When you suffer an injury on someone else’s property, you may have to undergo surgery or other medical treatments, not to mention a stack of medical bills. These can be time-consuming and may take you away from work. You may be wondering whether you will be responsible for all the expenses.
An Alpharetta premises liability lawyer could help you or your loved one who has been involved in an accident on another’s property. An experienced personal injury attorney could appreciate the uphill battle you face, evaluate your case, and help you hold the wrongdoer accountable. Through an insurance claim or via a personal injury lawsuit for damages, a lawyer could assist you in seeking the compensation you may be entitled to under the law.
Alpharetta premises liability action usually focuses on a legal theory known as negligence. A property owner or manager can be liable for negligence when they fail to maintain or warn visitors about hazards on their property that cause injury. Common types of premises liability cases include injuries stemming from:
There are three classes of visitors to whom landowners owe duties under state law. Georgia Code §51-3-1 provides that an owner must keep invitees, people on their property by express or implicit invitation for lawful purposes, from harm. A plaintiff will prevail in a civil lawsuit for damages if they can show that the landowner failed to exercise ordinary care by allowing a dangerous condition to persist on their premises, and invitee did not know of the hazardous condition.
Legal questions such as whether the landowner knew or should have known about the hazardous condition can doom a plaintiff’s case. An experienced attorney could help the claimant by using the evidence to present a strategic case that avoids such pitfalls.
The second class of visitors is licensees. Under Ga. Code §51-3-2, this person is neither a customer, client, or trespasser, and has no contractual relationship with the landowner, and is allowed on the property for their own interests or gratification.
A landowner must ensure against wanton or willful injury to licensees. For example, if a licensee, perhaps a sub-contractor, enters a construction site and is injured by a construction hazard that violates the building code, the landowner is presumed to have notice of the danger and may be held liable for the resultant injuries.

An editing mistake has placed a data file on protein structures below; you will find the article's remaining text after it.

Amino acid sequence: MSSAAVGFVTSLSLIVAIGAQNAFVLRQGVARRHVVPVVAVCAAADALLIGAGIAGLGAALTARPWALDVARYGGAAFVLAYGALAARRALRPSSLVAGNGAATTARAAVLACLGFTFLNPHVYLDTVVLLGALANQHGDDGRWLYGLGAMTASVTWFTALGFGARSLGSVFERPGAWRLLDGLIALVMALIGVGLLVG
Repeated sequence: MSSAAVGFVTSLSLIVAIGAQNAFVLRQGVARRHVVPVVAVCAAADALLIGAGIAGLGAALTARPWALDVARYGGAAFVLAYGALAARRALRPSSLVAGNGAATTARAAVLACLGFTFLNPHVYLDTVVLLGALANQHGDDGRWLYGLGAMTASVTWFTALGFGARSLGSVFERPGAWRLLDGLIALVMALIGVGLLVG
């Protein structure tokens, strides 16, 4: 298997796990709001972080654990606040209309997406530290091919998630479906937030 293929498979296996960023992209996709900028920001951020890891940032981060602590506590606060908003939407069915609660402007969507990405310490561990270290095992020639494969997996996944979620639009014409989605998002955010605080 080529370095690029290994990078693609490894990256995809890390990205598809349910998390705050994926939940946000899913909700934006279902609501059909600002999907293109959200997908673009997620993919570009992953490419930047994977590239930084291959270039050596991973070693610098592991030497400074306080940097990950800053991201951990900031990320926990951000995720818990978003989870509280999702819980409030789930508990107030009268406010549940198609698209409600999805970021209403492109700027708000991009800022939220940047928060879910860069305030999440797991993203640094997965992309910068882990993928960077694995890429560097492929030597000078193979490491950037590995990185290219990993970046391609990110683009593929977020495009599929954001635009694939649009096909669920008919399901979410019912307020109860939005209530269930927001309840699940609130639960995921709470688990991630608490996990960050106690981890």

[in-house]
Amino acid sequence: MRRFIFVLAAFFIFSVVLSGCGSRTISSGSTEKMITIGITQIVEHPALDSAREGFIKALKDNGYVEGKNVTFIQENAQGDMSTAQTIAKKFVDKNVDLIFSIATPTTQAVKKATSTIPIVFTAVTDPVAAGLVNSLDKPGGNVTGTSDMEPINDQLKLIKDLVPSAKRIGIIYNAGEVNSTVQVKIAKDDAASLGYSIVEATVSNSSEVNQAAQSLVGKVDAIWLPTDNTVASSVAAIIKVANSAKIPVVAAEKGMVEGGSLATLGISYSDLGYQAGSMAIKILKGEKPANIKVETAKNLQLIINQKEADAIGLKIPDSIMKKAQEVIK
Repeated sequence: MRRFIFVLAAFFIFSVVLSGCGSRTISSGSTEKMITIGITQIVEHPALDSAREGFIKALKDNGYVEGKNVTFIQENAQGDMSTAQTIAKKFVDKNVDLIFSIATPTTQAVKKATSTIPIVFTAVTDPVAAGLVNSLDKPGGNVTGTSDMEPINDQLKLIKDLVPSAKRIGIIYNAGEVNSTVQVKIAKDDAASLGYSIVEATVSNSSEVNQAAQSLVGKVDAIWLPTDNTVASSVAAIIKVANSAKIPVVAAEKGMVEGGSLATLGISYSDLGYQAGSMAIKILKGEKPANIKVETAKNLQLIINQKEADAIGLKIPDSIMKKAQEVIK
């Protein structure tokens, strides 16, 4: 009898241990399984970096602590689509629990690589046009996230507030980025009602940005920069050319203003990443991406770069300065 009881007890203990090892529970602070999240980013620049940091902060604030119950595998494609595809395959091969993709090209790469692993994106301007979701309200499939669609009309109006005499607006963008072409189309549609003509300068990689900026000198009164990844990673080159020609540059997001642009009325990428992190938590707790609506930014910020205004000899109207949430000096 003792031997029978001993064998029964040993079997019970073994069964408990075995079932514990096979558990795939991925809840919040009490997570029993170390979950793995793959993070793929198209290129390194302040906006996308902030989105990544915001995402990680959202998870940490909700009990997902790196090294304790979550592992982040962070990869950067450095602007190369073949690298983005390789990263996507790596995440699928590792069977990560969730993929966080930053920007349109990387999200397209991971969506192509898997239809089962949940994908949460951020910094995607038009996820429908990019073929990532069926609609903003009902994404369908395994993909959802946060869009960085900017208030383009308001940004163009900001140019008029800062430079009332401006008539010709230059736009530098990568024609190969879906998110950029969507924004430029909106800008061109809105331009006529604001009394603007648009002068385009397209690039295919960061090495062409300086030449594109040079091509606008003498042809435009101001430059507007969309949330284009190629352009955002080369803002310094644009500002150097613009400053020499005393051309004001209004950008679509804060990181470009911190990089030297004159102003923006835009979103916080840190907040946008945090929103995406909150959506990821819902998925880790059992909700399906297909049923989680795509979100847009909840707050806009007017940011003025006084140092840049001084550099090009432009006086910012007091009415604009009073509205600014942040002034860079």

The third category of visitors is trespassers. Trespassers are people who, though possibly peaceable, enter land wrongfully, or without the owner’s permission. Generally, a landowner owes no duty to trespassers other than not setting booby traps and to avoiding willful or reckless injury.
Injuries vary greatly depending on the reason for them; however, they can include broken bones, head trauma, back trauma, and torn muscles. Slip and fall injuries on slippery, wet, or icy surfaces can cause these injuries, as can assorted falling objects like gutters or other roofing debris. Burn injuries and electrocutions can occur from unsafe electrical features, such as hanging live wires. If the unsafe premises are due to dangerous canines, injuries can include scratches, puncture wounds, and even organ damage. Wounds can also become infected and might require amputation without immediate medical attention. Following an accident, it is best to speak to a local premises liability attorney to determine the next steps to take.
Property owners who do not fix or correct dangerous premises but erect signage are generally not liable for invitee or licensee injuries. By putting up signage detailing the unsafe area, they absolve themselves from liability if the plaintiff ignores the warning. The plaintiff had reason to believe the premises were unsafe because of the warning sign, but risked injuries anyway. They subsequently cannot request damages with an attorney’s assistance unless they can prove the sign did not exist at the time of the accident. Photos of the scene usually suffice in this case. Plaintiffs can also ask for damages if they can prove the sign was unclear or not visible from various angles.
Your injuries may keep you from enjoying a normal life, going to work, and being a contributing member of your family. An attorney could appreciate that getting back on track can be a full-time job itself.
Though nothing can turn back the hands of time, legal counsel could help you seek recovery of costs such as medical expenditures, lost income, and compensation for your pain and suffering. Reach out to an Alpharetta premises liability lawyer today to get started on your case.